Bob Hope wasn't at a loss for quips Tuesday night at Constitution Hall. But before he walked offstage to a standing ovation, he reflected on his Vietnam USO tours and how he only saw "the soldiers laughing and enjoying themselves." Then he saw films like "Platoon." "I'm just glad they're getting their just due," he said.
Which was precisely the point of the concert, a benefit for the Vietnam Veterans Memorial Fund. In addition to Hope, the elaborately staged show featured performances by the Judds and Alabama, and raised over $100,OOO to pay for the inscription of 24 names just added to the memorial. (The concert was sponsored by Philip Morris USA as part of its "Marlboro Country Music" series.)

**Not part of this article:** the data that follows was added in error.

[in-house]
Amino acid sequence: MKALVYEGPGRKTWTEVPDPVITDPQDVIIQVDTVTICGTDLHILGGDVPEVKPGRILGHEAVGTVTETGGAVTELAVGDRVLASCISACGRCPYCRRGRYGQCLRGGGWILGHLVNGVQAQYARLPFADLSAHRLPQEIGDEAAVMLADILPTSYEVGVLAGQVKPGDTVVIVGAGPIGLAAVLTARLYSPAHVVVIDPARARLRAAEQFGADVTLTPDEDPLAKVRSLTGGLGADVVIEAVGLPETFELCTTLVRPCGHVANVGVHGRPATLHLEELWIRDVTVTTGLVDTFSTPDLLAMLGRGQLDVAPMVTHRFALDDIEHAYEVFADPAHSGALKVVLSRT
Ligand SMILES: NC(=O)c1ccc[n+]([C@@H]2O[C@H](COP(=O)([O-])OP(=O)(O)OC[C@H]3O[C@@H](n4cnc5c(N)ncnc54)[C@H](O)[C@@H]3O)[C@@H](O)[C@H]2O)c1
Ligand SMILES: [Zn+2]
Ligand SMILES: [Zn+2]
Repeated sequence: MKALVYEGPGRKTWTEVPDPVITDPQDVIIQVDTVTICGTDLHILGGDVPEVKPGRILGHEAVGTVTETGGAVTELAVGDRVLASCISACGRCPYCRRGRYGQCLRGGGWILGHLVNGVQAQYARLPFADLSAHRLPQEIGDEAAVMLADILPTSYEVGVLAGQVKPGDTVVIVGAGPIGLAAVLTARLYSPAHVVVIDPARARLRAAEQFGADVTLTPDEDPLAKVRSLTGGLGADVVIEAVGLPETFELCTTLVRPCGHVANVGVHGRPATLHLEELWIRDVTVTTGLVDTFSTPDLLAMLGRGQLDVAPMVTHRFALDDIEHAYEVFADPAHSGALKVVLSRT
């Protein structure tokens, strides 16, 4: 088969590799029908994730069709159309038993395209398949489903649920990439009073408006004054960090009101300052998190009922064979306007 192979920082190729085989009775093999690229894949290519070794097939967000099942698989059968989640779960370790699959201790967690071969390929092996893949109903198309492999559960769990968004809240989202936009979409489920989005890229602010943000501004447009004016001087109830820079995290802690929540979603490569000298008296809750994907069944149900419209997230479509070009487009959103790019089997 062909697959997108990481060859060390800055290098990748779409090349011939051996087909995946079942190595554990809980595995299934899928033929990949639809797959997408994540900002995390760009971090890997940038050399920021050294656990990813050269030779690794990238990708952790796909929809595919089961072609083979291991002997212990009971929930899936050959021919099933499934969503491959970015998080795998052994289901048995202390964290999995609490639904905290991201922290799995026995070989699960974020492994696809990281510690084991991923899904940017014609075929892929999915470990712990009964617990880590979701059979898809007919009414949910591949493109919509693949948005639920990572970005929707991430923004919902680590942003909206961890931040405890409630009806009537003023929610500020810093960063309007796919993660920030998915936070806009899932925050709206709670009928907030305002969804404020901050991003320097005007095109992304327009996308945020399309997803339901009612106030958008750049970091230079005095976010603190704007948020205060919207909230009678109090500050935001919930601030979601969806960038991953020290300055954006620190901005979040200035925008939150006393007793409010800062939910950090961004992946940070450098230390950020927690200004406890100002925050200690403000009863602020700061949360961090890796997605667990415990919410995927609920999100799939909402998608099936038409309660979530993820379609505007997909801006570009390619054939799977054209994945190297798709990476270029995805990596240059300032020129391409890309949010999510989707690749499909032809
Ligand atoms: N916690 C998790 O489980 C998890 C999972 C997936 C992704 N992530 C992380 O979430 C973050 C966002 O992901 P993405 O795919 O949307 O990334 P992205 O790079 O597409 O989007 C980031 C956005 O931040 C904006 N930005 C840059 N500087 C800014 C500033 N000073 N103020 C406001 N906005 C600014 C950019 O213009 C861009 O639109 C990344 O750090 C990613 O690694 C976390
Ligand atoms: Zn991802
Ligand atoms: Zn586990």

Hope, of course, couldn't resist ribbing the White House while he was in town. "Do you believe how fast the Ginsburg nomination went to pot?" he cracked at one point. "He should have been investigated by a joint committee." The most memorable and stirring segment followed: a slide presentation of wartime photographs taken by Pulitzer Prize winner Eddie Adams and several of his colleagues. The images, mostly in black and white, captured a curious mixture of pride, fear, mourning and camaraderie.
Musically, the show offered few surprises, but then the hootin', hollerin', foot-stompin' crowd probably wouldn't have wanted it any other way. The Judds eased their way through a bluesy collection of hits, distinguished by tight harmonies, bouncy rhythms and Wynonna's earthy contralto. Alabama proved even more of a crowd-pleaser. Apart from a couple of rock standards and ballads such as "Deep River Woman," the band raced headlong into its uptempo hits, most of them highlighted by Jeff Cook's bristling guitar and fiddle. As an extra treat, Hope and the Judds joined Alabama during the encores to sing "Rollin' in My Sweet Baby's Arms."